Amyotrophic lateral sclerosis
 Discussion of Amyotrophic lateral sclerosis
- Amyotrophic lateral sclerosis is aka Lou Gehrig's disease.
- Amyotrophic lateral sclerosis is a devastating, progressive, neurodegenerative disorder that demonstrates both upper (hyperreflexia, spasticity) and lower (fasciculation, atrophy) neuronal symptoms.
- Amyotrophic lateral sclerosis demonstrates a male predilection with onset in the middle and late adult years.
- The exact cause of the disease is not well known.
- The primary role of imaging in amyotrophic lateral sclerosis is to exclude other causes such as cervical degenerative disk disease or multiple sclerosis.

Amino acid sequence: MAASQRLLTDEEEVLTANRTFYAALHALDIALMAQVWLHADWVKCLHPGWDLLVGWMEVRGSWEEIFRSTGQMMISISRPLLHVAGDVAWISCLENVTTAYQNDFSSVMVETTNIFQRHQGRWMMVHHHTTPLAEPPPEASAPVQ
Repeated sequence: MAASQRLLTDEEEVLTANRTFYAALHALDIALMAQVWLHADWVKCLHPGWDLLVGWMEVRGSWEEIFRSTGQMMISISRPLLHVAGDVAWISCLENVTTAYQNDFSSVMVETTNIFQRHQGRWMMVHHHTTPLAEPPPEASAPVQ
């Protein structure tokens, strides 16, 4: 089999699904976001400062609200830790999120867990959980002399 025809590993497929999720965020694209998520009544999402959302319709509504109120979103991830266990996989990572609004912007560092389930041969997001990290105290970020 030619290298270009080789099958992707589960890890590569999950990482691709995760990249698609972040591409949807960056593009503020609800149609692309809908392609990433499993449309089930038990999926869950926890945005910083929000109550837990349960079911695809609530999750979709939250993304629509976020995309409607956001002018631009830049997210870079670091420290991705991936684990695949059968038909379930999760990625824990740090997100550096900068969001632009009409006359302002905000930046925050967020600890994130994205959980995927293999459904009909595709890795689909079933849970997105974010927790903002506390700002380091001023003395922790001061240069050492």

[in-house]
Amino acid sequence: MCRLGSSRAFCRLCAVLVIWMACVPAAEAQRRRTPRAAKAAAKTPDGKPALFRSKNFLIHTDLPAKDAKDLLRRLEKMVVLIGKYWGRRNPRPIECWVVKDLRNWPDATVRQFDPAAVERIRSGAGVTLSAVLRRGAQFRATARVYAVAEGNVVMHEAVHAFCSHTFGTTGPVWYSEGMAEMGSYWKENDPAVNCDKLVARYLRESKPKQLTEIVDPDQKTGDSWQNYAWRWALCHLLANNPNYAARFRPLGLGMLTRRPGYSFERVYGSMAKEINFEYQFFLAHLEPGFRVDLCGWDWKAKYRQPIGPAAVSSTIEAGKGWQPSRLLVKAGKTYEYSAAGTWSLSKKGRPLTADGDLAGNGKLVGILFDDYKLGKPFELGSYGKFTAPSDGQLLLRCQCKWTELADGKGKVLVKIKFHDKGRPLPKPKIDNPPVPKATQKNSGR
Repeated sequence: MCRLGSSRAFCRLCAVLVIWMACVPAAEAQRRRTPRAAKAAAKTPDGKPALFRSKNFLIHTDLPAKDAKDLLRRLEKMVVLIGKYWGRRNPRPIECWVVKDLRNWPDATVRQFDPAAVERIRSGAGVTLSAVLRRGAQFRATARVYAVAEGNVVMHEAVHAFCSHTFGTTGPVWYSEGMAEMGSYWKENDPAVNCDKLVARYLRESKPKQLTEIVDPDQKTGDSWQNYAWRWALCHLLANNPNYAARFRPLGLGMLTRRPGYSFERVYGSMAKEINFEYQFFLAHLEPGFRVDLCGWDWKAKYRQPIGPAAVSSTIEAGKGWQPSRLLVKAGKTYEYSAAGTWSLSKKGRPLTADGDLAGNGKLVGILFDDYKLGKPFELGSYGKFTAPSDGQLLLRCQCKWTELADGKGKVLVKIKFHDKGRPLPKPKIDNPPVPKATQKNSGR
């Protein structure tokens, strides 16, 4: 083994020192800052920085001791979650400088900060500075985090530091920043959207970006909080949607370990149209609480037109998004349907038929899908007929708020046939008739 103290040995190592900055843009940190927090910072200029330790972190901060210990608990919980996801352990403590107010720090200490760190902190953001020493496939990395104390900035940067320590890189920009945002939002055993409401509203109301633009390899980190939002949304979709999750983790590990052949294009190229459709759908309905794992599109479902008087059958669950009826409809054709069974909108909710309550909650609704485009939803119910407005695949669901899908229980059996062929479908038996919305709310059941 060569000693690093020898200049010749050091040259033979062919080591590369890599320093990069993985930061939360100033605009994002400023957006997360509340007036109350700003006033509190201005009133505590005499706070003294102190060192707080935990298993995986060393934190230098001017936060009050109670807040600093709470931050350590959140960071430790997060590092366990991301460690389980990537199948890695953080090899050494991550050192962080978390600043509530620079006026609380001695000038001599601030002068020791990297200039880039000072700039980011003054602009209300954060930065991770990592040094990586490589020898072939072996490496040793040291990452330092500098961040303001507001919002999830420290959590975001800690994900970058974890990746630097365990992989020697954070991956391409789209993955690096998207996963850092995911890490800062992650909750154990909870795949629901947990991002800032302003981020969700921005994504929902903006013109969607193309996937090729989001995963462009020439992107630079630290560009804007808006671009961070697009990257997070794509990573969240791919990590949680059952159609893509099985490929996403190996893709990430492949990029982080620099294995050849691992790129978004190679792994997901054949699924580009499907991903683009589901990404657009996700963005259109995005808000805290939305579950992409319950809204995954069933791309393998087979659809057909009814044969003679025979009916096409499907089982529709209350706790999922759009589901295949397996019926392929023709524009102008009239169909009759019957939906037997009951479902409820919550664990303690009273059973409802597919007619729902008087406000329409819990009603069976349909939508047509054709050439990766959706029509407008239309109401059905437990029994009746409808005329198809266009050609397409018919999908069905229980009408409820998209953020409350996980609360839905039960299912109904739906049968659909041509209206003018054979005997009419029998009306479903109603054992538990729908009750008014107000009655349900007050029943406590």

Imaging Findings for Amyotrophic lateral sclerosis
- Fairly typical MR imaging findings have been described in patients with amyotrophic lateral sclerosis.
- High signal intensity is seen involving the corticospinal tract at T2-weighted imaging.
- This abnormal signal intensity extends from the corona radiata, through the most caudal aspect of the posterior limb of the internal capsule, into the ventral aspect of the brain stem, and finally into the anterolateral column of the spinal cord.
- In addition, T2-weighted MR imaging typically demonstrates low signal intensity in the motor cortex in amyotrophic lateral sclerosis. This finding has been attributed to T2 shortening due to iron deposition.
 See also
 External Links
 References for Amyotrophic lateral sclerosis
- Salah M. Khader, and Francis G. Greiner. Neuroradiology Case of the Day. RadioGraphics 1999 19: 1696-1698.